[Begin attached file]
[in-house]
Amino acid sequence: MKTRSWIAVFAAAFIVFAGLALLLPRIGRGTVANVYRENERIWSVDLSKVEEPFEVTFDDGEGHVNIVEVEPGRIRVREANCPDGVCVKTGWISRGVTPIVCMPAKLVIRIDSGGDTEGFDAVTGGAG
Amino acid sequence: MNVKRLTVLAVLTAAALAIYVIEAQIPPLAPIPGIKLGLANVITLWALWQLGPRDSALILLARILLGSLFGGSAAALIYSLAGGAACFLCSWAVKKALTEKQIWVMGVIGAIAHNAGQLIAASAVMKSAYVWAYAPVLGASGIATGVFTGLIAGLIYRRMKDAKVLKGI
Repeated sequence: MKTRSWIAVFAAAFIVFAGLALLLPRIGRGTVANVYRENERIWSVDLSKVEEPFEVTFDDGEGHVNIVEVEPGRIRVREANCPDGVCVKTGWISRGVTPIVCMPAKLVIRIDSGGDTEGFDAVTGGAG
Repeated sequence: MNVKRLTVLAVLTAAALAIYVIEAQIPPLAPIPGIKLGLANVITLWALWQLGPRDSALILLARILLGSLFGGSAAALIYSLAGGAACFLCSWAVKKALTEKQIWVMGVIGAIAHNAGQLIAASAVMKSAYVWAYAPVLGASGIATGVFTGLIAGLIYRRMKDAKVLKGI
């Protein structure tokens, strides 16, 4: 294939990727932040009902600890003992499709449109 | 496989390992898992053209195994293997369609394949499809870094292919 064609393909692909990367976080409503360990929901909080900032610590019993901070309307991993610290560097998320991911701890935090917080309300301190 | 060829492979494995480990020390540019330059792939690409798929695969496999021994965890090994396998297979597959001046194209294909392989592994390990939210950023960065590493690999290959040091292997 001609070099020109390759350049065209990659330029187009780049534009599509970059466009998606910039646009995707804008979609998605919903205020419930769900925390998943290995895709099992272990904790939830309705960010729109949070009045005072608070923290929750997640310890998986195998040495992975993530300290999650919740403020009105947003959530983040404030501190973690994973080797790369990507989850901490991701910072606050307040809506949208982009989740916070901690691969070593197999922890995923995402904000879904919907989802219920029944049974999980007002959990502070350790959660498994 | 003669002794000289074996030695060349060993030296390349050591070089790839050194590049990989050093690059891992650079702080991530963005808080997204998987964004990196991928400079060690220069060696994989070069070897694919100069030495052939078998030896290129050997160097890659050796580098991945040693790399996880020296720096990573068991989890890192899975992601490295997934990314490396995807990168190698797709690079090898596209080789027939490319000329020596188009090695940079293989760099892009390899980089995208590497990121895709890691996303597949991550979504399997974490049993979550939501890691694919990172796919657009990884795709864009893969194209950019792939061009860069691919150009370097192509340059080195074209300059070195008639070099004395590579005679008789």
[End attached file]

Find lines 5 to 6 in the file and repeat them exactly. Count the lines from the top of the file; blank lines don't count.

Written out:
Repeated sequence: MNVKRLTVLAVLTAAALAIYVIEAQIPPLAPIPGIKLGLANVITLWALWQLGPRDSALILLARILLGSLFGGSAAALIYSLAGGAACFLCSWAVKKALTEKQIWVMGVIGAIAHNAGQLIAASAVMKSAYVWAYAPVLGASGIATGVFTGLIAGLIYRRMKDAKVLKGI
């Protein structure tokens, strides 16, 4: 294939990727932040009902600890003992499709449109 | 496989390992898992053209195994293997369609394949499809870094292919 064609393909692909990367976080409503360990929901909080900032610590019993901070309307991993610290560097998320991911701890935090917080309300301190 | 060829492979494995480990020390540019330059792939690409798929695969496999021994965890090994396998297979597959001046194209294909392989592994390990939210950023960065590493690999290959040091292997 001609070099020109390759350049065209990659330029187009780049534009599509970059466009998606910039646009995707804008979609998605919903205020419930769900925390998943290995895709099992272990904790939830309705960010729109949070009045005072608070923290929750997640310890998986195998040495992975993530300290999650919740403020009105947003959530983040404030501190973690994973080797790369990507989850901490991701910072606050307040809506949208982009989740916070901690691969070593197999922890995923995402904000879904919907989802219920029944049974999980007002959990502070350790959660498994 | 003669002794000289074996030695060349060993030296390349050591070089790839050194590049990989050093690059891992650079702080991530963005808080997204998987964004990196991928400079060690220069060696994989070069070897694919100069030495052939078998030896290129050997160097890659050796580098991945040693790399996880020296720096990573068991989890890192899975992601490295997934990314490396995807990168190698797709690079090898596209080789027939490319000329020596188009090695940079293989760099892009390899980089995208590497990121895709890691996303597949991550979504399997974490049993979550939501890691694919990172796919657009990884795709864009893969194209950019792939061009860069691919150009370097192509340059080195074209300059070195008639070099004395590579005679008789």